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We have seen the potential of transfer learning back in yearly 2015. There was no doubt that the model that was trained for some task after it was trained for a similar task, will perform better than if it was training from scratch. NLP is one of the biggest gainers of the transfer learning approach. Recent BERT achievements are proof.

As part of our transfer learning set of experiments, we attempted to fine-tune the model which was already fine-tuned on a similar dataset (for intent classification).

Dataset

There were 2 Domain-based datasets for Intent Classification given: db1 and db2. Each of them had 630 intents. db2 contained 2136 samples, 40% of which were taken for testing purposes. …


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It’s been a while since our last classification model comparison post. About a year ago, Google published an article “Understanding searches better than ever before” and positioned BERT as one of its most important updates to the searching algorithms in recent years. BERT is a language representation model with impressive accuracy for many NLP tasks. If you understand better what people ask, you give better answers. Google says 15% of the Google queries are never seen before. Since then, BERT and BERT-like models (Transformers) have gained huge popularity in the world of NLP Research.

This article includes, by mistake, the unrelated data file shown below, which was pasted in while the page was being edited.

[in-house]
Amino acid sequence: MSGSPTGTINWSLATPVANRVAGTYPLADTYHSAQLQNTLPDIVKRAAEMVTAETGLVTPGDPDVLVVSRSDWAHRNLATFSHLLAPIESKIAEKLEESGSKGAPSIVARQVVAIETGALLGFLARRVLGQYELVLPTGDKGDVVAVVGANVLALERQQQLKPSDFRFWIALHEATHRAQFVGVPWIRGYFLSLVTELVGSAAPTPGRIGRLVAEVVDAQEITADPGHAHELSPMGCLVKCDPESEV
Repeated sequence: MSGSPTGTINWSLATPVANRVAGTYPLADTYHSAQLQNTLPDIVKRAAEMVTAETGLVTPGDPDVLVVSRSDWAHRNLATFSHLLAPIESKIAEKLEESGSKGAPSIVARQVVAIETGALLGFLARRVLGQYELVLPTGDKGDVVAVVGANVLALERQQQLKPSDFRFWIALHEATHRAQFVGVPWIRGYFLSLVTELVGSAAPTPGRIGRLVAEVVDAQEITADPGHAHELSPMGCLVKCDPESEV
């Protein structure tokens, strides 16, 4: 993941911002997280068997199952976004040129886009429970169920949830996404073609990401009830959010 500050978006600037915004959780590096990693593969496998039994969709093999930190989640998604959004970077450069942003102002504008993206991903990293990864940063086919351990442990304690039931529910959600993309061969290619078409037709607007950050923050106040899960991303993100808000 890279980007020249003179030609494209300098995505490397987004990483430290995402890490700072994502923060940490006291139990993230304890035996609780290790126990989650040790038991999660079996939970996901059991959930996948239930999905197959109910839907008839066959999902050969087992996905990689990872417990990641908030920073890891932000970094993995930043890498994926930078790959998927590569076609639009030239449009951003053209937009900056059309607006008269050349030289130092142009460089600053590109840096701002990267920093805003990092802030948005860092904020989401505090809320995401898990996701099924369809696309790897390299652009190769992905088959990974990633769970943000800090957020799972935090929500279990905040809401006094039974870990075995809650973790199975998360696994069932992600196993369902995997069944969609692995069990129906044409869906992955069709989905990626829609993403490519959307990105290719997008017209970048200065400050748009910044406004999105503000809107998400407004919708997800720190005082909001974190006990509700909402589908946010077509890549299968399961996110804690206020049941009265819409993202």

And of course, our team could pass by this novelty. Since Intent Classification has been the most important AI model for our Domain-based Customer Support Automation Project, we keep improving it by doing hundreds if not thousands of experiments. Here are some of them we would like to…


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“AI”, “Machine learning”, “Bots” have been the most fashionable words in the world of technology for last 5 years. Before, when people heard the word “bot”, they usually would think about a robot or automated game player. Today, people think about Facebook, Telegram, Skype, Slack messenger built-in extensions which are able to perform a limited set of actions like retrieving some results on button click action. This kind of thinking makes it somehow stupid or at least not complicated. Maybe this is the reason why big companies like Interactions prefer to call their automated programs IVA (Intelligent virtual assistant) instead of just bots. Personally, I don’t see any difference in how to call them, bots or IVA. What is more important is that their capabilities are only limited by our imagination. …

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